Regional IAs will not be required in every instance. The Report proposes that a regional IA is necessary only where the project in question occurs:

  1. on federal lands or marine areas with the potential for cumulative impacts; or
  2. outside of federal lands and marine areas where there is a potential for, or existing, cumulative impacts on federal interests.

The first scenario applies where there is broad federal authority over the area in question. The Report recommends that the regional IA extend beyond the specified area if there is co-operation with other jurisdictions. Regional IAs commenced under this trigger are expected to focus on the five pillars of sustainability and assess cumulative impacts in the region in order to develop a robust, forward-looking alternative development scenario approach.

The second scenario applies where there are several federal interests in the area, but no exclusive federal authority. Given the lack of exclusive federal authority, regional IAs required for these scenarios will be limited in the following two ways: (1) they will not include any consideration of alternative development scenarios; and (2) they will focus exclusively on cumulative impacts to valued components related to matters of federal interest. The scope of regional IAs under this trigger may be expanded if there is co-operation from other jurisdictions.

It is expected that regional IAs will be developed gradually through a transition process whereby certain regions will be prioritized over others, based on need. Regional IAs are expected to be developed through the same three stage process as project IAs, as described in our earlier post.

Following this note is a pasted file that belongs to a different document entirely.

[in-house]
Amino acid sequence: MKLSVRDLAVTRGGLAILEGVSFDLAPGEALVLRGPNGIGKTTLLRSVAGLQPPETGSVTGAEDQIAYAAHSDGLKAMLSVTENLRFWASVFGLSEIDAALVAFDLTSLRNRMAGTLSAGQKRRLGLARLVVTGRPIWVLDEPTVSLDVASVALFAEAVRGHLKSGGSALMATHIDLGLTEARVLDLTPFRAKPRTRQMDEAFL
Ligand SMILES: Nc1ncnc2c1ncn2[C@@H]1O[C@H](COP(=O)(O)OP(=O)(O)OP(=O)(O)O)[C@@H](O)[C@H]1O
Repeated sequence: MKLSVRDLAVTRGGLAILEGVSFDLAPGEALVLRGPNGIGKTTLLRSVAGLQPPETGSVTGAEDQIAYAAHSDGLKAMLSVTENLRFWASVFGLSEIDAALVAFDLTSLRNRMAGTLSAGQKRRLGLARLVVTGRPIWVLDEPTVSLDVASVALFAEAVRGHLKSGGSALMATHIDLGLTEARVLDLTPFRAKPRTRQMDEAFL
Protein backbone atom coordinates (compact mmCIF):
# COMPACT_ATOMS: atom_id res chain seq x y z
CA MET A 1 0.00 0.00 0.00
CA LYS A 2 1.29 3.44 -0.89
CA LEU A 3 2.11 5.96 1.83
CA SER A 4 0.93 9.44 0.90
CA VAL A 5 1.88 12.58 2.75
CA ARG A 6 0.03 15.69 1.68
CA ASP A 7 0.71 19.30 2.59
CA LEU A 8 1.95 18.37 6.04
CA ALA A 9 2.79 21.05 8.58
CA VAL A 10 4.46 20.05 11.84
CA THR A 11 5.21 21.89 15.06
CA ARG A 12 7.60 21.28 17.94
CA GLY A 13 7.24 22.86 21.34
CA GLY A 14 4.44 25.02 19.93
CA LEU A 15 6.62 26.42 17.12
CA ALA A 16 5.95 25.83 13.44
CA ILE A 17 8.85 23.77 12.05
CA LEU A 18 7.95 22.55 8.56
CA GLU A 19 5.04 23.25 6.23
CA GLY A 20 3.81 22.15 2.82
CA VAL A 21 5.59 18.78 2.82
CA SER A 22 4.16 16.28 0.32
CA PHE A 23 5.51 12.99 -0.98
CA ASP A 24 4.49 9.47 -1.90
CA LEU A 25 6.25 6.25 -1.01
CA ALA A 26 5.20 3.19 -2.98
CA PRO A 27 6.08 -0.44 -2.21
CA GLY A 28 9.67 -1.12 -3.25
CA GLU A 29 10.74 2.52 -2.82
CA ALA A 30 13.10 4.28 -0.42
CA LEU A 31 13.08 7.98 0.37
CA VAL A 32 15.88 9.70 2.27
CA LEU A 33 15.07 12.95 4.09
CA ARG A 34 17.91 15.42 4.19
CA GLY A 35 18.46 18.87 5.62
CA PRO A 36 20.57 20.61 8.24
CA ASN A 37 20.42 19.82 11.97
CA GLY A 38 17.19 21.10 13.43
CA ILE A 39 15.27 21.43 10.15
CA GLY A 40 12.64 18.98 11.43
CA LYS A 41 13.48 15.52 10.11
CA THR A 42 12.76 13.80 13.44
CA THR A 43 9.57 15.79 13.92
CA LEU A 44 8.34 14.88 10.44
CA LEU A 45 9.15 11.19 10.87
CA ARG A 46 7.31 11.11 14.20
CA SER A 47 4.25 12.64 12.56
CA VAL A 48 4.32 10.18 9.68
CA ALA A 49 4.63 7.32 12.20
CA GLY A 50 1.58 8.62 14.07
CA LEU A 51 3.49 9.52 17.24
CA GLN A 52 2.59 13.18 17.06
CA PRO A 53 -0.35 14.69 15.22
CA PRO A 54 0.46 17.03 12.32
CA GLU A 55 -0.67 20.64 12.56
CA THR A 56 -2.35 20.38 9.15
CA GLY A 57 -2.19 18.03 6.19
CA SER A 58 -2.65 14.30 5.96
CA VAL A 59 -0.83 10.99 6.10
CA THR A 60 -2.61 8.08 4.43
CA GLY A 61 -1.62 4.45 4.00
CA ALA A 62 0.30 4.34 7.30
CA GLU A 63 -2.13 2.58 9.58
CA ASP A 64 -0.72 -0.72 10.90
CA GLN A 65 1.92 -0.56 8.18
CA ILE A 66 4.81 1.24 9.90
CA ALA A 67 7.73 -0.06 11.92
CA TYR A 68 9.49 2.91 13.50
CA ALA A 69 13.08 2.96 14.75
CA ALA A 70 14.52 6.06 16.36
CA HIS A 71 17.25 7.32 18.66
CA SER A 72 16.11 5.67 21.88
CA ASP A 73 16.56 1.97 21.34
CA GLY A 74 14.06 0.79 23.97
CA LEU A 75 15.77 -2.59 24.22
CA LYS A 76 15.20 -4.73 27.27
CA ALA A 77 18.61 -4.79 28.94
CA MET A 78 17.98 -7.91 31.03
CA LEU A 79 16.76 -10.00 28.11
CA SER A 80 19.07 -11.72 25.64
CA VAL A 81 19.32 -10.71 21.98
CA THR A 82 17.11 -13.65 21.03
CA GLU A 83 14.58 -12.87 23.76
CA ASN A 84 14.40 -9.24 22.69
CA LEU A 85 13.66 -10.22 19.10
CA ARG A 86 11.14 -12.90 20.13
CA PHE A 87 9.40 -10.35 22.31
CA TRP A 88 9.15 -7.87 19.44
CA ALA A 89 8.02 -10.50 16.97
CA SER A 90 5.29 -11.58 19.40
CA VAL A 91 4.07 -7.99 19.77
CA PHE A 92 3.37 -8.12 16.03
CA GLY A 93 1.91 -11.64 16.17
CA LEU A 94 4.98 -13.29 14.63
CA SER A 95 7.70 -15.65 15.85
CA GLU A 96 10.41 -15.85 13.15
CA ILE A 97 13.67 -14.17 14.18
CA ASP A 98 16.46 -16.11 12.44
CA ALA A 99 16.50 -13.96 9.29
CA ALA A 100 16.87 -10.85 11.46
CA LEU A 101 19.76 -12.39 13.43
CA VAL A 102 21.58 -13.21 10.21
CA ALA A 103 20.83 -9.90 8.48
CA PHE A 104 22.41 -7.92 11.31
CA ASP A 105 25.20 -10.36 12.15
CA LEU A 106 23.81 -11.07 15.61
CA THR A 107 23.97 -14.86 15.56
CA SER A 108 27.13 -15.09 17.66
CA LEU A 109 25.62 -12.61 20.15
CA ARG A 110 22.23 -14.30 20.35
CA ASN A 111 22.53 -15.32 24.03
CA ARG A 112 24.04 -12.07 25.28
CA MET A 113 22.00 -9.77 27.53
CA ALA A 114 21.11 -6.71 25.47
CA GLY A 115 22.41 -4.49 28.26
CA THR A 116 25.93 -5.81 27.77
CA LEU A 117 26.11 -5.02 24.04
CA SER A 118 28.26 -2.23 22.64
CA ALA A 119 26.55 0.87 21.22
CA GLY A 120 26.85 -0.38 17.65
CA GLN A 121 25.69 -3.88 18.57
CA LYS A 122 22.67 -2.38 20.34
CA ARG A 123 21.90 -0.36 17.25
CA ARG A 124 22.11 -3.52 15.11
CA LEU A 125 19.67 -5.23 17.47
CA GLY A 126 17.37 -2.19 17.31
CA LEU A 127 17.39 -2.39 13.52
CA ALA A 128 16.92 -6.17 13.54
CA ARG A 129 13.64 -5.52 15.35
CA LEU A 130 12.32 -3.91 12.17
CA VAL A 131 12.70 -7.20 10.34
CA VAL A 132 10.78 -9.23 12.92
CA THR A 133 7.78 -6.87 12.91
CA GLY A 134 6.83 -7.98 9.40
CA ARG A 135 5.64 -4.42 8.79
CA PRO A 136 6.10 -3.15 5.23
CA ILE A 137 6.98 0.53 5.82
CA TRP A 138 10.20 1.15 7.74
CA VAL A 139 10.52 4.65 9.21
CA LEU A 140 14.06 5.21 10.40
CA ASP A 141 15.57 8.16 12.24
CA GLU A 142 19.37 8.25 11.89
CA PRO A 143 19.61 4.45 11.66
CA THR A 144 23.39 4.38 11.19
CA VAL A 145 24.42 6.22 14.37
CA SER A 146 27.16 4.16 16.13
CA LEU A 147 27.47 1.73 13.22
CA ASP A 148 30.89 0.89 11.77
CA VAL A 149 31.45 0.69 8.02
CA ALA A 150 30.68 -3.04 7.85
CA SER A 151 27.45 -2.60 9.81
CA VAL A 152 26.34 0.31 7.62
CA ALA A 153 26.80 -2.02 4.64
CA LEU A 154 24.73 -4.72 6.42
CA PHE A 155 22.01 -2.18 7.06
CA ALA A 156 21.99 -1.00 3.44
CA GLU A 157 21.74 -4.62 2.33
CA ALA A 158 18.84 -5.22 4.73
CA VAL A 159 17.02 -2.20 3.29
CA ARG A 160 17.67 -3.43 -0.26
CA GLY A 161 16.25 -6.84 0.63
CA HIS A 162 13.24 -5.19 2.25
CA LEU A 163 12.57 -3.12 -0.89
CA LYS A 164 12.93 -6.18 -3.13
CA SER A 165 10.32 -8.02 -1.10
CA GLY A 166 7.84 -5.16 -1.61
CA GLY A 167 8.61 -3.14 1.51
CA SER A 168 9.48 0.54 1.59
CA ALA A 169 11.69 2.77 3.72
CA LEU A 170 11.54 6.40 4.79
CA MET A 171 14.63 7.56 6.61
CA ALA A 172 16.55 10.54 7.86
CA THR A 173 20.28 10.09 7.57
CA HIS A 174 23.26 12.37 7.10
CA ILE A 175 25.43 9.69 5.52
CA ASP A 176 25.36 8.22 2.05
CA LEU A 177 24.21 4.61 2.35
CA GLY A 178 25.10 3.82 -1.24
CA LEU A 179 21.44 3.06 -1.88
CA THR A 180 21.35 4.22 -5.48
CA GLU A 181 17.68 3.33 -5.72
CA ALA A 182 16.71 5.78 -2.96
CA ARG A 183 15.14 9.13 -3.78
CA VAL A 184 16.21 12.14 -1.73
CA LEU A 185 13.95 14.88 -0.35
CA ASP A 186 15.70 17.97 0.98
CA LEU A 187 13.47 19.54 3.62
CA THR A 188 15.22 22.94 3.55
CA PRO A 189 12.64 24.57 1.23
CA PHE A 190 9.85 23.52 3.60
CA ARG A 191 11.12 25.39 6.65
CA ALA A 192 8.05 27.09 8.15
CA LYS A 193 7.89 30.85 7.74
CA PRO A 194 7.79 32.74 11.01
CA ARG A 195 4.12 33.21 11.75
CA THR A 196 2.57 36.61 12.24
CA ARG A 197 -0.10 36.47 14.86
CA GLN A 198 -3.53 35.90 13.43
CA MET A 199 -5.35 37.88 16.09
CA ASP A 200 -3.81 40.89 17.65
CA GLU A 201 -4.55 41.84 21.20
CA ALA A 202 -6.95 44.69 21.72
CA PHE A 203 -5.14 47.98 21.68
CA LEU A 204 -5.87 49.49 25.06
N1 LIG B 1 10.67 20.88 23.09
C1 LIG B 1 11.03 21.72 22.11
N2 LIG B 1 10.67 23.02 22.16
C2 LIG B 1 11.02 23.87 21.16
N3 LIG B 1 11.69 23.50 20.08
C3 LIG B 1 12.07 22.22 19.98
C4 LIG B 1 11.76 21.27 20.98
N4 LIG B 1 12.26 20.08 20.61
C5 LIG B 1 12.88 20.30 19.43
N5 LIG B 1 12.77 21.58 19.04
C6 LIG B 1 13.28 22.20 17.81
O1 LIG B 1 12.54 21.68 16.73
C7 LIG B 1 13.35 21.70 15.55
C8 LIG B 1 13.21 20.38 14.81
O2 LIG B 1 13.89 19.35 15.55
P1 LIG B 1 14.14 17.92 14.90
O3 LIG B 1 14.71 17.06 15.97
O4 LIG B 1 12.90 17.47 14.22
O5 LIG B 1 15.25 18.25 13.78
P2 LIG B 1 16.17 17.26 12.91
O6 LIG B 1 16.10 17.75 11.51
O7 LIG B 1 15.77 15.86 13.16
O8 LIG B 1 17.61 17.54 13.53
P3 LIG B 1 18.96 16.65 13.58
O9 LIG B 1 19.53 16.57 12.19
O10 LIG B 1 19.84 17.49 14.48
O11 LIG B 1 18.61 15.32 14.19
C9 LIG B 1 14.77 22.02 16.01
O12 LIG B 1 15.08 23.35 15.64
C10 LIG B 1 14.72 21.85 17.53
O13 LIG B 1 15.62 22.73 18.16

The integration of regional IAs into the federal IA process is expected to give rise to several benefits. First and foremost, regional IAs are expected to result in more efficient, effective, and accurate project IAs. Almost all parties that participated in the review of the federal environmental assessment processes agreed that some form of sustainability at a regional level was necessary to accurately assess the impacts of a project. Other anticipated benefits include better informed decisions on future projects, improved trust and relationships with Indigenous Groups, and a clear strategy for achieving regional sustainability through the assessment of alternative development scenarios.

Implications

The Expert Panel's recommended tiered approach proposes a new way to consider Federal Initiatives and regional issues as part of the project approval process. While the existing federal environmental assessment regime includes mechanisms for the consideration of Federal Initiatives and the undertaking of regional studies, many participants in the review process indicated that these mechanisms are rarely used and ineffective in achieving the desired result.

The recommendations made by the Expert Panel are significant in that, in certain instances, they would render strategic and regional IAs mandatory. While the Report provides some guidance on the process for completing strategic and regional IAs, the work proposed is not a simple task and would require cooperation among several parties. As such, there remains considerable uncertainty as to when strategic and regional IAs would be available to inform project IAs. It remains to be seen which of the Expert Panel's recommendations will be accepted by the federal government. Members of the public have until May 5, 2017 to provide the federal government their feedback on the Report.

With special thanks to Rochelle Collette and Daphne Rodzinyak for their assistance in finalizing this post.

The content of this article is intended to provide a general guide to the subject matter. Specialist advice should be sought about your specific circumstances.